I’m gearing up to start writing my next novel, and I’m in that zone I always seem to experience before I start, where I worry that I won’t be able to write again. It’s a dumb fear, since I’ve finished five manuscripts so far, but I normally take significant breaks between works, and it always seems like it’s going to be tough to ramp back up and get into writing every day (or six days a week, as is my norm).
But this time I have a new, additional fear to deal with: most of the characters in my new book are women.
Now, I’ve written a number of female POV characters before. In fact, the first manuscript I ever completed had a female main character. But what makes this project different for me is that 1) it has very few meaningful dudes as characters, and 2) I have higher expectations for my characters now than when I wrote some of my earlier works, especially my first book.
As a dude, I worry that any woman/girl that reads this book (if anyone ever reads it) will see my characters as horrible stereotypes written by an ignorant male, or just as characters that aren’t believable as women. I’ve read criticism of Robert Jordan, author of The Wheel of Time series, my all-time favorite fantasy work, by women who think all his female characters were superficial tropes, even somewhat sexist in nature. And other works are sometimes criticized for all the women acting like “men with breasts.” My hope is that I’ll be able to avoid both of those problematic outcomes, but I’m honestly not sure I’m up to the challenge.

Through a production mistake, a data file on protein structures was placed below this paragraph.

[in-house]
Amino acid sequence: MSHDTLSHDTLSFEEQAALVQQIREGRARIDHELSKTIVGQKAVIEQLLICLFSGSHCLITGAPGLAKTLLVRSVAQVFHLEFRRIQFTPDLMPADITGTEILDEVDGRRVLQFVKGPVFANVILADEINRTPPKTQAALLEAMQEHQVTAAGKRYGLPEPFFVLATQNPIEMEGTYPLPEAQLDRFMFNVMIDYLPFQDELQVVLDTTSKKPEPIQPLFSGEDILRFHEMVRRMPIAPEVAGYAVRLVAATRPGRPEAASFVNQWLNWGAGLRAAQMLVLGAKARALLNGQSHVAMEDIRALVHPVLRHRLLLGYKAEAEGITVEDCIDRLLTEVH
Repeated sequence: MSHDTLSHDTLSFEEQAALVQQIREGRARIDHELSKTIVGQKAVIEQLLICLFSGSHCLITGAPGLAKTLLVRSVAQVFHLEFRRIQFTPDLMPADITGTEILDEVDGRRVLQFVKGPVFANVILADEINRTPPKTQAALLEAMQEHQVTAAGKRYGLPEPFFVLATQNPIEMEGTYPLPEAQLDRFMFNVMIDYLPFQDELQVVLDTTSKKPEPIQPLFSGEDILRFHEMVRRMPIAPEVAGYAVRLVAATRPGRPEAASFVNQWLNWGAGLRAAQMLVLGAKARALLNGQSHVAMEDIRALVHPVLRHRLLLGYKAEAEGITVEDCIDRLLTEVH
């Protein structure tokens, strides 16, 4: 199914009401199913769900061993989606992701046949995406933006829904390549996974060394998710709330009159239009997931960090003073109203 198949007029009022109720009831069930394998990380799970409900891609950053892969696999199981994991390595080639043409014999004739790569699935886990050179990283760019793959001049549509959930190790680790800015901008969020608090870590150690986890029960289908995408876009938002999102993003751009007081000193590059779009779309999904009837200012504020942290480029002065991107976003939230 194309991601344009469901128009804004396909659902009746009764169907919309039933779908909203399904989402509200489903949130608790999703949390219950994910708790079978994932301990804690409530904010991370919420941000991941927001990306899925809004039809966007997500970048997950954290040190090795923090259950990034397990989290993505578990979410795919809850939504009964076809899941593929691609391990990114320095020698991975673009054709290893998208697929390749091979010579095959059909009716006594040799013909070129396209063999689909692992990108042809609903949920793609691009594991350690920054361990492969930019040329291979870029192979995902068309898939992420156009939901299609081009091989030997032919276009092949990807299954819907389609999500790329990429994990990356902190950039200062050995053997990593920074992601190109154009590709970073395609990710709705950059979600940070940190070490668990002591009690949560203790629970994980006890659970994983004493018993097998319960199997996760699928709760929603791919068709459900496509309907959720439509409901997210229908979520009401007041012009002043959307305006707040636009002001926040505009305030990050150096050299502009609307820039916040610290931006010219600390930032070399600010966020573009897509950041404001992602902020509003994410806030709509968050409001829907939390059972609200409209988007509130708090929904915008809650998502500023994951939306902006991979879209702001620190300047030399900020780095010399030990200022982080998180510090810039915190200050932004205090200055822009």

Mark Lawrence, author of The Broken Empire trilogy, has a recent post on his blog, where he explains that he writes his characters as people, rather than men or women, essentially ignoring the specifics of gender. I’m not exactly sure if that’s how I want to approach my upcoming project, but I do think there’s something of value in his view.
One plan I have is to restrict my reading list over the next couple months to (fantasy) books written by women with female main characters. I don’t know how much that will help me, but I figure it can’t hurt to try.